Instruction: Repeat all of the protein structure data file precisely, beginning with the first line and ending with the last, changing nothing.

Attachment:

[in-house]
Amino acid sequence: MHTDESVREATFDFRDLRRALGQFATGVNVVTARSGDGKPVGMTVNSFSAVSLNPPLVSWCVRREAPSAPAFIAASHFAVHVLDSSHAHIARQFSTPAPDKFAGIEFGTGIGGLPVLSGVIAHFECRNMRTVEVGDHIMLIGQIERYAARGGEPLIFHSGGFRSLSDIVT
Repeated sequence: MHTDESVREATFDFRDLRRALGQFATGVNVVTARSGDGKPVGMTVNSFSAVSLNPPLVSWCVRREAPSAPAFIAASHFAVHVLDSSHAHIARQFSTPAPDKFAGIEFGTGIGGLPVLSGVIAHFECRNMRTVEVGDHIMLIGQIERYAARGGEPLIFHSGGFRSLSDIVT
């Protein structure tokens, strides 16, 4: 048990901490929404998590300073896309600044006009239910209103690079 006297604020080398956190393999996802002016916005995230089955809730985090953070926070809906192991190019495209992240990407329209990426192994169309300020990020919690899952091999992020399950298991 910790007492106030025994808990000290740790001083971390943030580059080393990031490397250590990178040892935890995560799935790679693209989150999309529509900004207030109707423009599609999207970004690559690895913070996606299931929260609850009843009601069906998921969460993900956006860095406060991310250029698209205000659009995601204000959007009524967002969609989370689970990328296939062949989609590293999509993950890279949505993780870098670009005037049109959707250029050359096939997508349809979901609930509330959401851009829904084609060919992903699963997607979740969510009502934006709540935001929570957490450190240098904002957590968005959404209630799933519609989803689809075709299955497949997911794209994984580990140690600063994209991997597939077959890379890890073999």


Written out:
[in-house]
Amino acid sequence: MHTDESVREATFDFRDLRRALGQFATGVNVVTARSGDGKPVGMTVNSFSAVSLNPPLVSWCVRREAPSAPAFIAASHFAVHVLDSSHAHIARQFSTPAPDKFAGIEFGTGIGGLPVLSGVIAHFECRNMRTVEVGDHIMLIGQIERYAARGGEPLIFHSGGFRSLSDIVT
Repeated sequence: MHTDESVREATFDFRDLRRALGQFATGVNVVTARSGDGKPVGMTVNSFSAVSLNPPLVSWCVRREAPSAPAFIAASHFAVHVLDSSHAHIARQFSTPAPDKFAGIEFGTGIGGLPVLSGVIAHFECRNMRTVEVGDHIMLIGQIERYAARGGEPLIFHSGGFRSLSDIVT
């Protein structure tokens, strides 16, 4: 048990901490929404998590300073896309600044006009239910209103690079 006297604020080398956190393999996802002016916005995230089955809730985090953070926070809906192991190019495209992240990407329209990426192994169309300020990020919690899952091999992020399950298991 910790007492106030025994808990000290740790001083971390943030580059080393990031490397250590990178040892935890995560799935790679693209989150999309529509900004207030109707423009599609999207970004690559690895913070996606299931929260609850009843009601069906998921969460993900956006860095406060991310250029698209205000659009995601204000959007009524967002969609989370689970990328296939062949989609590293999509993950890279949505993780870098670009005037049109959707250029050359096939997508349809979901609930509330959401851009829904084609060919992903699963997607979740969510009502934006709540935001929570957490450190240098904002957590968005959404209630799933519609989803689809075709299955497949997911794209994984580990140690600063994209991997597939077959890379890890073999």